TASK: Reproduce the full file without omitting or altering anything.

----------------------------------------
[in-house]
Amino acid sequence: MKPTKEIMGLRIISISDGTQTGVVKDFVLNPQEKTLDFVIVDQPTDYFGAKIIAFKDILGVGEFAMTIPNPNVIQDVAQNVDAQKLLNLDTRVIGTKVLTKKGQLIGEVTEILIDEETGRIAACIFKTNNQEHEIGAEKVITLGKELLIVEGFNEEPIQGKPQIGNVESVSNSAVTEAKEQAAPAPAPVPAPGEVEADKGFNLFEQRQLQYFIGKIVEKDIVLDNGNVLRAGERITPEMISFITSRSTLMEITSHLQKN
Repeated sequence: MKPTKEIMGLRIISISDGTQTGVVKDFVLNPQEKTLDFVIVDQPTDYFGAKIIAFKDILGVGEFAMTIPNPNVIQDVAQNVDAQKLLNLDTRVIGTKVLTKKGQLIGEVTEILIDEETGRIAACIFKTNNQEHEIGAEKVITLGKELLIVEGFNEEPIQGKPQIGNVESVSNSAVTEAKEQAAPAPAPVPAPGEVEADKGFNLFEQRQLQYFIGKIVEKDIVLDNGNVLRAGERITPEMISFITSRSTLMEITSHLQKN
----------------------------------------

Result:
[in-house]
Amino acid sequence: MKPTKEIMGLRIISISDGTQTGVVKDFVLNPQEKTLDFVIVDQPTDYFGAKIIAFKDILGVGEFAMTIPNPNVIQDVAQNVDAQKLLNLDTRVIGTKVLTKKGQLIGEVTEILIDEETGRIAACIFKTNNQEHEIGAEKVITLGKELLIVEGFNEEPIQGKPQIGNVESVSNSAVTEAKEQAAPAPAPVPAPGEVEADKGFNLFEQRQLQYFIGKIVEKDIVLDNGNVLRAGERITPEMISFITSRSTLMEITSHLQKN
Repeated sequence: MKPTKEIMGLRIISISDGTQTGVVKDFVLNPQEKTLDFVIVDQPTDYFGAKIIAFKDILGVGEFAMTIPNPNVIQDVAQNVDAQKLLNLDTRVIGTKVLTKKGQLIGEVTEILIDEETGRIAACIFKTNNQEHEIGAEKVITLGKELLIVEGFNEEPIQGKPQIGNVESVSNSAVTEAKEQAAPAPAPVPAPGEVEADKGFNLFEQRQLQYFIGKIVEKDIVLDNGNVLRAGERITPEMISFITSRSTLMEITSHLQKN